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Savills publishes China Retail 20 Cities report

China is the second-largest retail market in the world and is expected to overtake the United States in the near future. Savills recently published the 2019 edition of its “China 20 Retail Cities” report, which analyses 50 leading retailers’ expansion rates over the last 12 months and looks at which cities are likely to see future retail expansion, given economic and demographic changes. The report also examines recent trends, including Chinese brands’ overseas expansion, as well as the potential for significant development of the tourism retail sector.

City retailer ranking: Suzhou overtakes Shenyang, but other cities’ rankings remain unchanged

The gap in retailer presence between the leading cities of Shanghai and Beijing and the other 18 surveyed cities has narrowed over the last three years. While many international retailers still prefer to open their first China stores in Beijing and Shanghai, they often plan to expand to cities such as Chengdu, Hangzhou or Shenzhen not long afterward.

Five years ago, in 2014, Beijing and Shanghai had roughly five times the number of stores that the other 18 cities had on average. By mid-2019, this multiple had fallen to four times the average number in the other 18 cities, with retailers expanding faster in recent years in Guangzhou, Shenzhen and other second-tier cities. While cities such as Chengdu and Nanjing may have all the same brands that are present in Shanghai and Beijing (albeit in fewer numbers), there are still many retailers (40% of those tracked) that have yet to establish a presence in other second-tier markets such as Xiamen, Zhengzhou and Ningbo.

Retailer index and ranking, 2019  

1. Shanghai 98

2. Beijing 87

3. Shenzhen 44

4. Chengdu 39

5. Hangzhou 35

6. Guangzhou 34

7. Chongqing 28

8. Wuhan 28

9. Nanjing 26

10.Tianjin 26

11.Xi'an 25

12.Suzhou 22

13.Shenyang 20

14.Changsha 19

15.Kunming 17

16.Dalian 17

17.Qingdao 14

18.Ningbo 14

19.Zhengzhou 13

20.Xiamen 12

Brands’ balancing act: Established brands slow expansion while emerging brands step up the pace

The evolving online and digital experiences that consumers have through mobile payments and mini-programmes have bolstered consumer spending. Consequently, international brands are allocating more resources to develop online platforms to reach a wider range of consumers. Retailers have also invested more in key flagship stores with better fit-outs, broader product ranges and more experienced staff, in order to improve the in-store experience and quality of service provision and provide a more engaging retail experience.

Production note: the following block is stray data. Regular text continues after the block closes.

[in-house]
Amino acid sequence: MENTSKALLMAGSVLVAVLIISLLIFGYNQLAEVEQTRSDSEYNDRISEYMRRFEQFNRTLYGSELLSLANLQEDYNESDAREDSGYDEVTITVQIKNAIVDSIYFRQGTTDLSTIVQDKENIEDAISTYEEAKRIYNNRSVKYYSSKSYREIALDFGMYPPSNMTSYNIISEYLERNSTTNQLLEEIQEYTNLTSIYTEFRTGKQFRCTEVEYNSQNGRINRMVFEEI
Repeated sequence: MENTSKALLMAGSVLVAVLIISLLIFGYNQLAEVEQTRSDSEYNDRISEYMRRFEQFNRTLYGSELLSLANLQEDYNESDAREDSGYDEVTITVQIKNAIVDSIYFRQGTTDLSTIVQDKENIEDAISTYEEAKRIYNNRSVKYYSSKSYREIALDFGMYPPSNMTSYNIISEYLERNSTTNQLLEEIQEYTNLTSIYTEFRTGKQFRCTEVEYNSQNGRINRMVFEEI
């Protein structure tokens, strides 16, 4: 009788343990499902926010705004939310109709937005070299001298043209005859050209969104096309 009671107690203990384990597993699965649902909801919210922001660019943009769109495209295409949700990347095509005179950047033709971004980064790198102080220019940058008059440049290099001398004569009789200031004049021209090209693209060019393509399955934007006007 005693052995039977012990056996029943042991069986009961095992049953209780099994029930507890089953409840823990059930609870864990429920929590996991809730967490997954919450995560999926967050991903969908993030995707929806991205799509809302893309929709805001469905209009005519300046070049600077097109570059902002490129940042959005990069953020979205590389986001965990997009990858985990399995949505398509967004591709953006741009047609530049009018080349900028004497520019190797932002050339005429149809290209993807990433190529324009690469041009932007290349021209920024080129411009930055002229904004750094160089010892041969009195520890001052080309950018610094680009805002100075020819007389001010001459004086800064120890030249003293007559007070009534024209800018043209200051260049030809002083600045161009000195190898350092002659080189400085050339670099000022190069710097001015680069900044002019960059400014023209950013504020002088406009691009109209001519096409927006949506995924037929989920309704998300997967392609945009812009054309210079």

Mainstream brands are now well-established, and the store expansion rate of the 8 retail categories tracked slowed 5.2 percentage points (ppts) year-on-year (YoY) to 4.3.% in the 12 months to June 2019. Coffee shop chains were the only category whose expansion rate exceeded 10%.

Future growth will increasingly need to come from more novel and innovative brands and those that target particular slices of society, including insurgent start-ups, brands with heritage culture or niche cosmetics.

Overseas opportunities: Digital and fashion brands lead overseas expansion, Southeast Asia is a key focus

Local retailers are seeking new opportunities in overseas markets and finding them primarily by acquiring overseas brands (primarily for domestic expansion). Chinese brands are expanding internationally and receiving wider recognition for value for money. Some brands have targeted rapidly growing emerging markets to increase revenue and gain market share while others have focused on leading international cities to enhance brand profile and go after the world’s top 1%.

Digital electronics, fashion and electric vehicle brands appear to be most active in terms of overseas expansion. Southeast Asia is the favoured destination for Chinese brands, accounting for 33% of all existing stores, followed by 21% in East Asia (including Hong Kong, Macau and Taiwan).

Savills data shows that average rent for China’s most expensive high street is equivalent to that of prime high streets in Europe’s second-tier cities. Southeast Asia markets offer very competitive rents and have proved very popular with Chinese brands.

Optimistic outlook: Future growth returns to fundamentals with products and consumers at the core

As uncertainties surrounding the China-US trade dispute continue to weigh on China’s manufacturing and export sectors, the central government has been taking steps to shore up the economy by transforming and enhancing financial markets and encouraging consumers to continue spending. Tariff cuts on a variety of imported consumer goods have helped to buoy certain segments of the market while personal income-tax cuts and reform of the value-added tax should bolster consumer confidence and take-home pay.

China’s market size and positive long-term outlook should continue to give retailers confidence despite the short-term uncertainty. Market demand for quality retail brands remains robust, supported by a growing middle class and the rising influence of a younger generation of consumers. Effectively reaching and engaging with these savvy consumers will require brands to create more innovative concepts, customise products and digitise the retail experience.

 

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